Rabbi Milevsky's Thought of the Week: Terumah - 5772
THE MESORAH AS REFERENCED IN MELECHET HAMISHKAN
In Pareshat Terumah, Moshe was given the details for the construction of the Mishkan (Tabernacle). The first mentioned vessel, which served as the central feature of the Mishkan, was the Ark. It was in the Holy Ark that the Testimonial tablets were placed.
Hashem told Moshe that they shall make the ark of acacia wood, yet overlay it with pure gold. Thus the Ark appeared to be made of pure gold since the acacia wood was totally covered.
The question we must ask is; if the wood is not going to be visible at all, why have the wood at all?
Commentators explain that the Holy Ark symbolizes the Torah. The Torah is not just the recorded text but also the oral tradition that accompanies every statement of the written text. The written Torah will always remain the same; nothing could be added and nothing can be detracted from it. It is in a solid form that has not and will never be adjusted. The oral tradition, on the other hand, is the part of the Torah that is alive and active! When the Rabbis get together and make a decree on non-kosher wine, or to prohibit the mixture of fowl and milk, that too, becomes the will of the Torah. Accordingly, the Torah has two elements; one that is solid and the other that is organic. However, even the organic – namely, the oral tradition - has a frame work that limits its flexibility.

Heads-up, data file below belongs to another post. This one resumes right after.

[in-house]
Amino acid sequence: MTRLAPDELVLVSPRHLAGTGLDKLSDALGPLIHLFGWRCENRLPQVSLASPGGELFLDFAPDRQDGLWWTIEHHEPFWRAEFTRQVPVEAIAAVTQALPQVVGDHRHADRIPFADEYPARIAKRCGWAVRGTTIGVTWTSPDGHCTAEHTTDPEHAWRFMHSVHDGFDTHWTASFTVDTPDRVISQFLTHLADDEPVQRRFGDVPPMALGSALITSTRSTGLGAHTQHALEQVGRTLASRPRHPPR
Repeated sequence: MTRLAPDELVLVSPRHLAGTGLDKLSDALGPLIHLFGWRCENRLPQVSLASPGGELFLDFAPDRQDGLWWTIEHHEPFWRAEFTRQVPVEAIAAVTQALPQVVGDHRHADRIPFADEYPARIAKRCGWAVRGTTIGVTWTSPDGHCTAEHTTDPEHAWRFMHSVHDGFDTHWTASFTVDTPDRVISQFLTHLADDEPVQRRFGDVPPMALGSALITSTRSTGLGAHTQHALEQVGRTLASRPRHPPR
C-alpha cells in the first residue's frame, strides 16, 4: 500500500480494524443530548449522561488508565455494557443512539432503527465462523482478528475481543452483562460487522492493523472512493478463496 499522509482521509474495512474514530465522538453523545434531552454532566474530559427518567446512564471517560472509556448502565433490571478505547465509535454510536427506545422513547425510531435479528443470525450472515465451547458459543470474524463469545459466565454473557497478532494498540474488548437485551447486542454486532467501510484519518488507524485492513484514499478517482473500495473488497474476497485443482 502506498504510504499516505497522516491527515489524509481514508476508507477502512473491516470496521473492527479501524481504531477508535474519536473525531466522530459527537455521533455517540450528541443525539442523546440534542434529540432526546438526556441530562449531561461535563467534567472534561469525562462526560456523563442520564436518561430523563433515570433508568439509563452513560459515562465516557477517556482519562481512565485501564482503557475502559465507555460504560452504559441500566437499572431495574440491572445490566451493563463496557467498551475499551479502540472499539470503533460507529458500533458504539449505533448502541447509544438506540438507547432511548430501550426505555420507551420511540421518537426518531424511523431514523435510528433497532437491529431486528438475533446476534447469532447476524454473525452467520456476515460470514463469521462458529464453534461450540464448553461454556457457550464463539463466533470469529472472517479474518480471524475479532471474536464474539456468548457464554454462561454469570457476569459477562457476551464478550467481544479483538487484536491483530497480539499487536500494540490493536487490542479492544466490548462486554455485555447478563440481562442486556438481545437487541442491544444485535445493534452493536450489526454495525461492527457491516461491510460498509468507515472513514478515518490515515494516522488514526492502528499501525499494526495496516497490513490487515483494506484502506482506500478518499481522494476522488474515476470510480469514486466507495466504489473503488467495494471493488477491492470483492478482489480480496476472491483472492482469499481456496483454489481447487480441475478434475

With the above information we can appreciate the wood and gold needed for the Ark.
The wood represents the oral tradition. The gold, on the other hand, is the firm written law.